When I started teaching almost 14 years ago at CSU Los Angeles, a very diverse, very urban campus in the heart of LA, my friend Kristin Koptiuch suggested that I use my newly assigned undergraduate methods class to learn about my new home, Los Angeles. Put your students to work doing ethnographic field research and you will learn as they learn, she advised. So, I built my first class (and many thereafter) around ethnographic field research on the topic of water and social justice in the Los Angeles Basin; one class was devoted to exploring what kinds of NGOs work on water in our city, another to exploring the ways city services and NGO support (and lack thereof) are distributed along topographies demarcated by very pronounced racialized and class relations. We met exciting community activists, talked with water engineers, visited the secondary sewer plant and the workshops of the people who maintain all of the LA county beaches, learned to use the GIS mapping and data hubs that have recently emerged, attended public meetings as observers, and discovered that we too could stand up and speak as informed citizens. Through intense drought and rainy storms, we have learned about developing our own capacities as active citizens responsible for the currents of our urban waterscapes.  

Meanwhile, over in the parched Sonoran Desert, Kristin pursued much the same pedagogical strategies with her undergrads at ASU-West to engage them in understanding Phoenix. Her students learned from the culturally rich communities and businesses in the otherwise historically disparaged and disinvested barrio/ghetto neighborhoods of South Phoenix at the cusp of urban reinvestment and imperiled displacement. They tracked the transnational embedded in metro Phoenix at a highpoint of anti-immigrant sentiment and policymaking, exploring local outposts of global religions, advocates and regulators of immigrant communities, the Foreign Trade Zone whose largely unknown borders benefitting TNCs cut right across the city, and locavore agriculture as a response to globalized food systems and the food deserts left in their wake. They conductedvirtual fieldwork in global megacities, charting urban inequalities by virtually walking between slums and skyscrapers. They crossed the Valley of the Sun to interview hundreds of immigrants and refugees, and adopted a tactic of Visualizing Immigrant Phoenix to make visible migrants’ culturally vibrant and economically productive contributions to Phoenix urbanism as insurgent planners-from-below.Rather writing papers that died on submission, students created dynamic websites that turned the narratives of their ethnographic observations and insights out into the larger community.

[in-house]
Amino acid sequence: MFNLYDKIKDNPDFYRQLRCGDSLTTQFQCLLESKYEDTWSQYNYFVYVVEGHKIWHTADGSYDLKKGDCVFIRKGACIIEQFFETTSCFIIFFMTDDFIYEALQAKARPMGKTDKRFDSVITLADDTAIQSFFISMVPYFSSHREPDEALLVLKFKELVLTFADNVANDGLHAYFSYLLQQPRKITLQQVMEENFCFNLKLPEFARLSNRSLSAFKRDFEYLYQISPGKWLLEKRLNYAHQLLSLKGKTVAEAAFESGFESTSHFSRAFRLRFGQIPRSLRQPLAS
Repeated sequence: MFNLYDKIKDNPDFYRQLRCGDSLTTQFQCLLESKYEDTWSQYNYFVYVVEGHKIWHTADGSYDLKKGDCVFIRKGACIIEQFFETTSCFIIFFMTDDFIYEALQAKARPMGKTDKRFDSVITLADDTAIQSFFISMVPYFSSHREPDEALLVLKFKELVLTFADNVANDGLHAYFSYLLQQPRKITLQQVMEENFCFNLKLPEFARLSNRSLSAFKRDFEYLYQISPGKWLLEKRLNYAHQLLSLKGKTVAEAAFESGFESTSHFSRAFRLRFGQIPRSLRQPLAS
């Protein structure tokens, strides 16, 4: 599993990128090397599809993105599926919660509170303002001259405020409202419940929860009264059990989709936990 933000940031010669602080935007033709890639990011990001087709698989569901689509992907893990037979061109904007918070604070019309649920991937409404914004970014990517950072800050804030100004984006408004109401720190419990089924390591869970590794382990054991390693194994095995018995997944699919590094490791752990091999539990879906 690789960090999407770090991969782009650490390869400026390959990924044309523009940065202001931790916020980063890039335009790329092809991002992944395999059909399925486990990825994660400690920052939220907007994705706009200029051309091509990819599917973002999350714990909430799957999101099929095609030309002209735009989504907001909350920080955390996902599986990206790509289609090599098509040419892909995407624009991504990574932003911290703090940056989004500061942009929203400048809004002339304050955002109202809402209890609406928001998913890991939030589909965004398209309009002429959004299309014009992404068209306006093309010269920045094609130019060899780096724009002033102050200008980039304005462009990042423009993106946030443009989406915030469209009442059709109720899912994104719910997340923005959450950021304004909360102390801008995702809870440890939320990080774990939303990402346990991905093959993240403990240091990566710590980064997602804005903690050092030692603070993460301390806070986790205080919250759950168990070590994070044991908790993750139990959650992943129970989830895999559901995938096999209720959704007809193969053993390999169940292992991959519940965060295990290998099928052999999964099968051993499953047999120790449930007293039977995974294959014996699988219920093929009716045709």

We continue to brainstorm together to improve our ever-growing bank of strategies for integrating ethnographic field research into our classes, including projects that tackle climate change, urban water resources, contemporary consumption practices, urban change, and the important contributions of immigrant communities to our cities. Our goal has been to get our students out into their neighborhoods as citizen-social scientists in our vibrant local-global metropolises using their anthropological training as a resource. Now Kristin and I would love to share our strategies and yours for engaging students in applied ethnographic field research, research that directly engages students in their own communities, and that equips them to be actively engaged, critical thinking, empowered, and informed citizens. All topical specialties are welcome. 

Please join Workshop #1 Integrating Local Fieldwork into Teaching Anthropology in Portland on Wednesday, March 20th, 8-9:30 am. Register for SfAA Workshops at: https://www.sfaa.net/annual-meeting/workshops/registration/

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